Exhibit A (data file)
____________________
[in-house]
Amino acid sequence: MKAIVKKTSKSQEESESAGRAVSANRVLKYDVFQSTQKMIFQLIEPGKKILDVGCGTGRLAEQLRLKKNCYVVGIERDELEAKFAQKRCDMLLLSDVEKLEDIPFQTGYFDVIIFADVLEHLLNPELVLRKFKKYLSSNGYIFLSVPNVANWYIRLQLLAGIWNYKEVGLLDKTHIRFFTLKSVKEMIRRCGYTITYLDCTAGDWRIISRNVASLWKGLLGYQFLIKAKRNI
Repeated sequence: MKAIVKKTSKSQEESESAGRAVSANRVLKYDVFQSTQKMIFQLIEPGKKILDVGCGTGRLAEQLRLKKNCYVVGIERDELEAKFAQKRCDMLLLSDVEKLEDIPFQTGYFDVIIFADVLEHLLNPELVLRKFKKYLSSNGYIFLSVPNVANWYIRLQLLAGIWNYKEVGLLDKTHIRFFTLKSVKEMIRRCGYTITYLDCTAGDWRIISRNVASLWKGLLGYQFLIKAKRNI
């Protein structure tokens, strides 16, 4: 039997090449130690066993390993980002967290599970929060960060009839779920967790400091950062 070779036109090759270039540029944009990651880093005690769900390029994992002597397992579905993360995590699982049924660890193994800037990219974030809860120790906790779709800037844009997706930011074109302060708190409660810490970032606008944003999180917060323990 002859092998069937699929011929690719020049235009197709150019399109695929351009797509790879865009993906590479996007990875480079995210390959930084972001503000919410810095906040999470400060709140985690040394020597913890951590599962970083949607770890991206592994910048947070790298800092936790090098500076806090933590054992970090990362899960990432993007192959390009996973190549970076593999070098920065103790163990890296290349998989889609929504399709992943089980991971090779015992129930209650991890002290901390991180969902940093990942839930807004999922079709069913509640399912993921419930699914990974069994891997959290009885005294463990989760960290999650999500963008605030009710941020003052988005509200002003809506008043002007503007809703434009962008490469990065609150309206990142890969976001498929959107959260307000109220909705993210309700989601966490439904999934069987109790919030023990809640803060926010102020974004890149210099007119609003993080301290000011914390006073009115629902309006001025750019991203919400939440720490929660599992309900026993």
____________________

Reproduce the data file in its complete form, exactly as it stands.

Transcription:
[in-house]
Amino acid sequence: MKAIVKKTSKSQEESESAGRAVSANRVLKYDVFQSTQKMIFQLIEPGKKILDVGCGTGRLAEQLRLKKNCYVVGIERDELEAKFAQKRCDMLLLSDVEKLEDIPFQTGYFDVIIFADVLEHLLNPELVLRKFKKYLSSNGYIFLSVPNVANWYIRLQLLAGIWNYKEVGLLDKTHIRFFTLKSVKEMIRRCGYTITYLDCTAGDWRIISRNVASLWKGLLGYQFLIKAKRNI
Repeated sequence: MKAIVKKTSKSQEESESAGRAVSANRVLKYDVFQSTQKMIFQLIEPGKKILDVGCGTGRLAEQLRLKKNCYVVGIERDELEAKFAQKRCDMLLLSDVEKLEDIPFQTGYFDVIIFADVLEHLLNPELVLRKFKKYLSSNGYIFLSVPNVANWYIRLQLLAGIWNYKEVGLLDKTHIRFFTLKSVKEMIRRCGYTITYLDCTAGDWRIISRNVASLWKGLLGYQFLIKAKRNI
């Protein structure tokens, strides 16, 4: 039997090449130690066993390993980002967290599970929060960060009839779920967790400091950062 070779036109090759270039540029944009990651880093005690769900390029994992002597397992579905993360995590699982049924660890193994800037990219974030809860120790906790779709800037844009997706930011074109302060708190409660810490970032606008944003999180917060323990 002859092998069937699929011929690719020049235009197709150019399109695929351009797509790879865009993906590479996007990875480079995210390959930084972001503000919410810095906040999470400060709140985690040394020597913890951590599962970083949607770890991206592994910048947070790298800092936790090098500076806090933590054992970090990362899960990432993007192959390009996973190549970076593999070098920065103790163990890296290349998989889609929504399709992943089980991971090779015992129930209650991890002290901390991180969902940093990942839930807004999922079709069913509640399912993921419930699914990974069994891997959290009885005294463990989760960290999650999500963008605030009710941020003052988005509200002003809506008043002007503007809703434009962008490469990065609150309206990142890969976001498929959107959260307000109220909705993210309700989601966490439904999934069987109790919030023990809640803060926010102020974004890149210099007119609003993080301290000011914390006073009115629902309006001025750019991203919400939440720490929660599992309900026993």